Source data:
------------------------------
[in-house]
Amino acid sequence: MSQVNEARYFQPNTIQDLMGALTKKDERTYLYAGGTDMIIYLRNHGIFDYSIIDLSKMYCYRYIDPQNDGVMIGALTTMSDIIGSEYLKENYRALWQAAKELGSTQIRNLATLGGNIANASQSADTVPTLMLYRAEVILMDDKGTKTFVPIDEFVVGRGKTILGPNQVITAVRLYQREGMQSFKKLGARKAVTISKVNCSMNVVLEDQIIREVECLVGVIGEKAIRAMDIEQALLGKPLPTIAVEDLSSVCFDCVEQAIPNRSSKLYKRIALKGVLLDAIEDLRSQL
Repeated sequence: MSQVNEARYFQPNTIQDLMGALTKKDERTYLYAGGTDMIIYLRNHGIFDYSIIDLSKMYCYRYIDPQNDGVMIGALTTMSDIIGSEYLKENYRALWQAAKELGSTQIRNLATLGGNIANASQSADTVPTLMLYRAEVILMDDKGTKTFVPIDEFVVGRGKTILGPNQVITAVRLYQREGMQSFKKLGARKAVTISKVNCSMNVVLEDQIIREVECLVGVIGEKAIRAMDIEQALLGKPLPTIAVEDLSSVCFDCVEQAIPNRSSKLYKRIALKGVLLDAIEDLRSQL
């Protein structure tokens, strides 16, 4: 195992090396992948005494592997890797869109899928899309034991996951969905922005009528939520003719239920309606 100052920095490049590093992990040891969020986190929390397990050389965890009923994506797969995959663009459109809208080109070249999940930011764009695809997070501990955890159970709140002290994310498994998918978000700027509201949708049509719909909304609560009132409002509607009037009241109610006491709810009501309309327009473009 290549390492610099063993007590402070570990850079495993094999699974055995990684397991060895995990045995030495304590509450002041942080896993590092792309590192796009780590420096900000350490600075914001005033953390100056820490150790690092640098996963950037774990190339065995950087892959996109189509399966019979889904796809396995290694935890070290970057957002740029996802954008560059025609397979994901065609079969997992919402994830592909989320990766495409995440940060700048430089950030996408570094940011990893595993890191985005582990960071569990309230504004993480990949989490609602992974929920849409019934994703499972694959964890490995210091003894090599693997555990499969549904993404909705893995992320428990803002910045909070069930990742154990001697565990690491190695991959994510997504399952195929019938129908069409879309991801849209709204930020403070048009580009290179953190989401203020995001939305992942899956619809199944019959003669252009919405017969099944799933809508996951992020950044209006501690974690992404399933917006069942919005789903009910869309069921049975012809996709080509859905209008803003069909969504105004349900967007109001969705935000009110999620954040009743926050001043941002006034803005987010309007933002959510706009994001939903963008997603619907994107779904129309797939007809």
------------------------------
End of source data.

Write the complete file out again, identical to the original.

[in-house]
Amino acid sequence: MSQVNEARYFQPNTIQDLMGALTKKDERTYLYAGGTDMIIYLRNHGIFDYSIIDLSKMYCYRYIDPQNDGVMIGALTTMSDIIGSEYLKENYRALWQAAKELGSTQIRNLATLGGNIANASQSADTVPTLMLYRAEVILMDDKGTKTFVPIDEFVVGRGKTILGPNQVITAVRLYQREGMQSFKKLGARKAVTISKVNCSMNVVLEDQIIREVECLVGVIGEKAIRAMDIEQALLGKPLPTIAVEDLSSVCFDCVEQAIPNRSSKLYKRIALKGVLLDAIEDLRSQL
Repeated sequence: MSQVNEARYFQPNTIQDLMGALTKKDERTYLYAGGTDMIIYLRNHGIFDYSIIDLSKMYCYRYIDPQNDGVMIGALTTMSDIIGSEYLKENYRALWQAAKELGSTQIRNLATLGGNIANASQSADTVPTLMLYRAEVILMDDKGTKTFVPIDEFVVGRGKTILGPNQVITAVRLYQREGMQSFKKLGARKAVTISKVNCSMNVVLEDQIIREVECLVGVIGEKAIRAMDIEQALLGKPLPTIAVEDLSSVCFDCVEQAIPNRSSKLYKRIALKGVLLDAIEDLRSQL
């Protein structure tokens, strides 16, 4: 195992090396992948005494592997890797869109899928899309034991996951969905922005009528939520003719239920309606 100052920095490049590093992990040891969020986190929390397990050389965890009923994506797969995959663009459109809208080109070249999940930011764009695809997070501990955890159970709140002290994310498994998918978000700027509201949708049509719909909304609560009132409002509607009037009241109610006491709810009501309309327009473009 290549390492610099063993007590402070570990850079495993094999699974055995990684397991060895995990045995030495304590509450002041942080896993590092792309590192796009780590420096900000350490600075914001005033953390100056820490150790690092640098996963950037774990190339065995950087892959996109189509399966019979889904796809396995290694935890070290970057957002740029996802954008560059025609397979994901065609079969997992919402994830592909989320990766495409995440940060700048430089950030996408570094940011990893595993890191985005582990960071569990309230504004993480990949989490609602992974929920849409019934994703499972694959964890490995210091003894090599693997555990499969549904993404909705893995992320428990803002910045909070069930990742154990001697565990690491190695991959994510997504399952195929019938129908069409879309991801849209709204930020403070048009580009290179953190989401203020995001939305992942899956619809199944019959003669252009919405017969099944799933809508996951992020950044209006501690974690992404399933917006069942919005789903009910869309069921049975012809996709080509859905209008803003069909969504105004349900967007109001969705935000009110999620954040009743926050001043941002006034803005987010309007933002959510706009994001939903963008997603619907994107779904129309797939007809």